“It was a lot like last year's first half,” Locke said of his start. “So many games we had four-plus walks, two or three hits and no runs, one run (allowed).”
Still, as poorly as the Pirates have played in Miller Park since 2007, they're 7-7 in Milwaukee over their past 14 games. And as badly as they stumbled over the past two weeks, the Pirates have responded to a seven-game skid with a two-game winning streak.
Maybe the fog is lifting.
Show commenting policy
TribLive commenting policy
You are solely responsible for your comments and by using TribLive.com you agree to our Terms of Service.
We moderate comments. Our goal is to provide substantive commentary for a general readership. By screening submissions, we provide a space where readers can share intelligent and informed commentary that enhances the quality of our news and information.
While most comments will be posted if they are on-topic and not abusive, moderating decisions are subjective. We will make them as carefully and consistently as we can. Because of the volume of reader comments, we cannot review individual moderation decisions with readers.
We value thoughtful comments representing a range of views that make their point quickly and politely. We make an effort to protect discussions from repeated comments either by the same reader or different readers.
We follow the same standards for taste as the daily newspaper. A few things we won't tolerate: personal attacks, obscenity, vulgarity, profanity (including expletives and letters followed by dashes), commercial promotion, impersonations, incoherence, proselytizing and SHOUTING. Don't include URLs to Web sites.
We do not edit comments. They are either approved or deleted. We reserve the right to edit a comment that is quoted or excerpted in an article. In this case, we may fix spelling and punctuation.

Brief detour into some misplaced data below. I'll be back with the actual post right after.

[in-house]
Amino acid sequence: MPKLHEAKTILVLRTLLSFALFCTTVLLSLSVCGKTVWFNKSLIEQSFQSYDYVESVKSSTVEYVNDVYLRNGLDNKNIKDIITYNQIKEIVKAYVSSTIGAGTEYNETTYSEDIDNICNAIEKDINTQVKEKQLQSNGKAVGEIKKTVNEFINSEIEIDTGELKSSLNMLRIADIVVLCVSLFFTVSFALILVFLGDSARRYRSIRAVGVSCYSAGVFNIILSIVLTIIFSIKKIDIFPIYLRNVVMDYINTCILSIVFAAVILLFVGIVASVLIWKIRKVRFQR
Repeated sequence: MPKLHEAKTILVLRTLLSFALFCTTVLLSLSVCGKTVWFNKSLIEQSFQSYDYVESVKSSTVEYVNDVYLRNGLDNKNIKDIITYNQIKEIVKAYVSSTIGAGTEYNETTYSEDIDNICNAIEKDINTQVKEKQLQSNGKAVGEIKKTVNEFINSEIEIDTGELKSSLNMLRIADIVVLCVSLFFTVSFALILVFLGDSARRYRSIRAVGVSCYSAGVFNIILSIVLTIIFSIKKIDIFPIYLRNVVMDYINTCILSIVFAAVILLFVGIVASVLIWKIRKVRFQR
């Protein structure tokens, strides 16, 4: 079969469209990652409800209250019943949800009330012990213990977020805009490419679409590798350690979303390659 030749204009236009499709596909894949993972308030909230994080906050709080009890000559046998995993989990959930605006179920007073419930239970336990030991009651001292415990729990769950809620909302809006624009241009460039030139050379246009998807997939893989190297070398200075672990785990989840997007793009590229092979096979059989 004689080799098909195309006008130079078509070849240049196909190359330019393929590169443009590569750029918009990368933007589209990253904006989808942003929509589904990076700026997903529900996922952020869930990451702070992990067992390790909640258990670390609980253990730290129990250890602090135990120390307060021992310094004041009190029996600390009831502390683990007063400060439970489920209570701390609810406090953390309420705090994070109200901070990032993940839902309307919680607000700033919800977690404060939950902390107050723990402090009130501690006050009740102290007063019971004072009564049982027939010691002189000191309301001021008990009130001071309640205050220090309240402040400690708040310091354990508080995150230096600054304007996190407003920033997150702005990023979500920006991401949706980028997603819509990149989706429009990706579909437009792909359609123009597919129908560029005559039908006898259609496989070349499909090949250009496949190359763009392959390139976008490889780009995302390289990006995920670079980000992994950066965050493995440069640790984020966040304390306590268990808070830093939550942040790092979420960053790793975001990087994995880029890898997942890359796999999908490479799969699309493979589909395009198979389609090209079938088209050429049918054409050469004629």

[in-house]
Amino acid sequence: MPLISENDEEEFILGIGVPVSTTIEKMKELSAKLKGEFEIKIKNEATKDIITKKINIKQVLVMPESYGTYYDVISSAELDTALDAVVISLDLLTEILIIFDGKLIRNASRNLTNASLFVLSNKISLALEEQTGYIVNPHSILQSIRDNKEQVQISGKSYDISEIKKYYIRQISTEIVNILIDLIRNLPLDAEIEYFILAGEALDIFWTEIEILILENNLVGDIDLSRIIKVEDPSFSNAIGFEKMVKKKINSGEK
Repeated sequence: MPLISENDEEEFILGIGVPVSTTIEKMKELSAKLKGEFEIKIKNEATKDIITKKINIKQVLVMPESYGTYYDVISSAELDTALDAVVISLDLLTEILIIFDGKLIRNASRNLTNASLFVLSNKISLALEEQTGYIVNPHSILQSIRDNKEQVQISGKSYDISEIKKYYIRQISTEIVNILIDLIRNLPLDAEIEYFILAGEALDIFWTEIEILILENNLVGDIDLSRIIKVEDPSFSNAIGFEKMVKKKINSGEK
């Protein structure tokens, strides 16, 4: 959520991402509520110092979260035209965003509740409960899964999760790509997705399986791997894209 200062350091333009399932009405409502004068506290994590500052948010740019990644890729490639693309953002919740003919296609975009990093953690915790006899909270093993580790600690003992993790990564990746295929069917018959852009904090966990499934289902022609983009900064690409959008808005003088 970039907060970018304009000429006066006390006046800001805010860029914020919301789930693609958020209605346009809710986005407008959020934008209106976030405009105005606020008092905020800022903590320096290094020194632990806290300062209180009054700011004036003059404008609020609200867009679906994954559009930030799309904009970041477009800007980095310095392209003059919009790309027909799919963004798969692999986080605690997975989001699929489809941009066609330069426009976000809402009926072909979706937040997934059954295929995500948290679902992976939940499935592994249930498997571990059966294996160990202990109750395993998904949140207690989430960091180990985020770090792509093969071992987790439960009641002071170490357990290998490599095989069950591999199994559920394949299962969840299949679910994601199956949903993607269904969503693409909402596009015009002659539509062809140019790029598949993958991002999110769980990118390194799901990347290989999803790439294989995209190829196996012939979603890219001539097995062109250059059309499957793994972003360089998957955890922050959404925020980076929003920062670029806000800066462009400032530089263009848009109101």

We welcome strong opinions and criticism of our work, but we don't want comments to become bogged down with discussions of our policies and we will moderate accordingly.
We appreciate it when readers and people quoted in articles or blog posts point out errors of fact or emphasis and will investigate all assertions. But these suggestions should be sent via e-mail. To avoid distracting other readers, we won't publish comments that suggest a correction. Instead, corrections will be made in a blog post or in an article.
- Pittsburgh mayor denies ethics investigation into his ‘Undercover Boss’ performance
- Pirates sign 2 to minor league deals
- Monessen woman dies in truck-car crash on Route 51 in Fayette County
- McCord to plead guilty to federal charges from campaign fundraising
- LaBar: WWE not backing down from controversy
- Crash closes Pittsburgh Street in Springdale
- Police say couple in Oakland murder-suicide had ‘troubled’ relationship
- Penguins’ Ehrhoff being tested for concussion
- Charge dropped against former Steeler Blount after community service
- Stat dropoff, road struggles have Penguins seeking consistency
- Sale of Deflategate chocolate football nets $20K for charity